- Pancreatin is usually obtained from the pancreas of pigs or cows. The pancreas is an organ in animals and people that makes chemicals — amylase, lipase, and protease. These enzymes are normally produced by the pancreas and are important for digesting fats, proteins, and sugars.
- Pancreatin is used to replace digestive enzymes when the body does not have enough of its own. Certain medical conditions can cause this lack of enzymes, such as cystic fibrosis, pancreatitis, pancreatic cancer, or pancreas surgery.
Pancreatin is also used for:
- intestinal gas (flatulence)
- Digestive aid.
- A condition called steatorrhea (loose, fatty stools).
- Pancreatin contains amylase, lipase, and protease – chemicals that help to digest food. These chemicals are normally produced by the pancreas.
- Pancreatin is LIKELY SAFE when taken by mouth by people with pancreas problems who cannot digest food properly. However, some pancreatin products contaminated by Salmonella bacteria have caused illness. Be sure to get pancreatin from a trusted source.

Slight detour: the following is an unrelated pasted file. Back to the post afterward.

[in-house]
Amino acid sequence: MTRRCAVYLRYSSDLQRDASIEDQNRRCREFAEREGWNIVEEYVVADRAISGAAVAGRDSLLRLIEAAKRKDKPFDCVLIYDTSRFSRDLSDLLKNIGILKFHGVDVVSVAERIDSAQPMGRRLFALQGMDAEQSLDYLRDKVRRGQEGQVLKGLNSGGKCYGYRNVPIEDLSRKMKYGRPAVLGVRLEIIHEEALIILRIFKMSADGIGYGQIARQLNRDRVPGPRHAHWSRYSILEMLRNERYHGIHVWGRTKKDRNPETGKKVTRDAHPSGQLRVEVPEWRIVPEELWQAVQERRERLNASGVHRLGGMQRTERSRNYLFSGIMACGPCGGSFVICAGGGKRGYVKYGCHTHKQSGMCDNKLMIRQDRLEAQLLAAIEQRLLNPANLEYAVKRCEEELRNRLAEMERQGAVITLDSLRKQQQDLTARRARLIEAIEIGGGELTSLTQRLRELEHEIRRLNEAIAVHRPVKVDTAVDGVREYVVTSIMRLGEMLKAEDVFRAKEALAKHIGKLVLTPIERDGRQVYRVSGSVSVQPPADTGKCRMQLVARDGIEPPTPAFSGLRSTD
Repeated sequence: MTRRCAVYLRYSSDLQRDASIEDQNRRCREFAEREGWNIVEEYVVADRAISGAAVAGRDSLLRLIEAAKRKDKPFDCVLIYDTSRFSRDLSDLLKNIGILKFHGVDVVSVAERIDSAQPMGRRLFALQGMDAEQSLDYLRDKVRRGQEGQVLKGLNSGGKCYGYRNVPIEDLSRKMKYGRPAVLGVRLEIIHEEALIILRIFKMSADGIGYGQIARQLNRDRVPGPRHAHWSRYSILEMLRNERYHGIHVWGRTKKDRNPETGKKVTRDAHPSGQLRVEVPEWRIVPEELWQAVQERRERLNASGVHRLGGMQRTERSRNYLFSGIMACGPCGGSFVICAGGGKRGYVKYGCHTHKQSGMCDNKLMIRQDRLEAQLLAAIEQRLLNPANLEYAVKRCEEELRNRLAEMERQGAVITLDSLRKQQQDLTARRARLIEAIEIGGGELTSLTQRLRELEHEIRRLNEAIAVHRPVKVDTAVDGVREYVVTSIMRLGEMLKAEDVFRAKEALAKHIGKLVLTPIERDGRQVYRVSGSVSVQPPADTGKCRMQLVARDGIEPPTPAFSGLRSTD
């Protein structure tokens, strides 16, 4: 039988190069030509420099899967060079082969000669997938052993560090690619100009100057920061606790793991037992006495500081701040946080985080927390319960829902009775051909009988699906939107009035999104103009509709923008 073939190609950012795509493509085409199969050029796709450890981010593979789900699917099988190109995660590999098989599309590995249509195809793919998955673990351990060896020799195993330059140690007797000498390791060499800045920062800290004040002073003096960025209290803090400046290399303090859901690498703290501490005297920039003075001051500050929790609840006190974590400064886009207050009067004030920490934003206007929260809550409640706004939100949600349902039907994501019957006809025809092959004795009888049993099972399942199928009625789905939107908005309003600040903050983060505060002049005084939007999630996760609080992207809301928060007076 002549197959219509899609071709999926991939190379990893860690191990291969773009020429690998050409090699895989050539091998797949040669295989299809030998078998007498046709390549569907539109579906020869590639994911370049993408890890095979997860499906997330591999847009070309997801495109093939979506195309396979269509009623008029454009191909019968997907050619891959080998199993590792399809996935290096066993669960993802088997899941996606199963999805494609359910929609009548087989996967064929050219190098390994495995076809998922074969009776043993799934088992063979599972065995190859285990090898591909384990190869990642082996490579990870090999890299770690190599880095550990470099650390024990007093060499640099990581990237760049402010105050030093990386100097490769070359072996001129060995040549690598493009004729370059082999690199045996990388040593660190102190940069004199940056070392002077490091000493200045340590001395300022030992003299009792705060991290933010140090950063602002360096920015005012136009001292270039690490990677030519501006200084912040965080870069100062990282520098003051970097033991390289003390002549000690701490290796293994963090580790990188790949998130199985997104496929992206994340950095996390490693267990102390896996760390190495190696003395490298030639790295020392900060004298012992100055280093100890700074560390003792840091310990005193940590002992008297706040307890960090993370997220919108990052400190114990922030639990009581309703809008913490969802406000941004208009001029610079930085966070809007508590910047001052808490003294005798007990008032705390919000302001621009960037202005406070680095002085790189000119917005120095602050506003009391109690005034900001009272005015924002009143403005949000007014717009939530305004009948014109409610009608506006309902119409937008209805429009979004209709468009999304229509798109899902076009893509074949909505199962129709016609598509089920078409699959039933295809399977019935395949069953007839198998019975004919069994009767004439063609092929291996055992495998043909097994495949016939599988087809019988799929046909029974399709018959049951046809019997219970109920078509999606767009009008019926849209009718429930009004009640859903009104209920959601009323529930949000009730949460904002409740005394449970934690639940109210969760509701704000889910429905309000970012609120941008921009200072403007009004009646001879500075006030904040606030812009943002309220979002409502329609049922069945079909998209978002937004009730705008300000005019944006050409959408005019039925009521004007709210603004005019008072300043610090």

- Pancreatin can cause nausea, vomiting, diarrhea, mouth and skin irritation, and allergic reactions. High doses can cause problems such as high blood levels of a substance called uric acid, as well as colon damage.
Moderate Interaction Be cautious with this combination:
- Acarbose (Precose, Prandase) interacts with PANCREATIN: Acarbose (Precose, Prandase) is used to help treat type 2 diabetes. Acarbose (Precose, Prandase) works by decreasing how quickly foods are broken down. Pancreatin seems to help the body break down some foods. By helping the body break down foods pancreatin might decrease the effectiveness of Acarbose (Precose, Prandase).
Enzyme Therapy, Fungal Pancreatin, Pancreatina, Pancréatine, Pancréatine Fongique, Pancreatinum, Pancreatis Pulvis, Thérapie Enzymatique.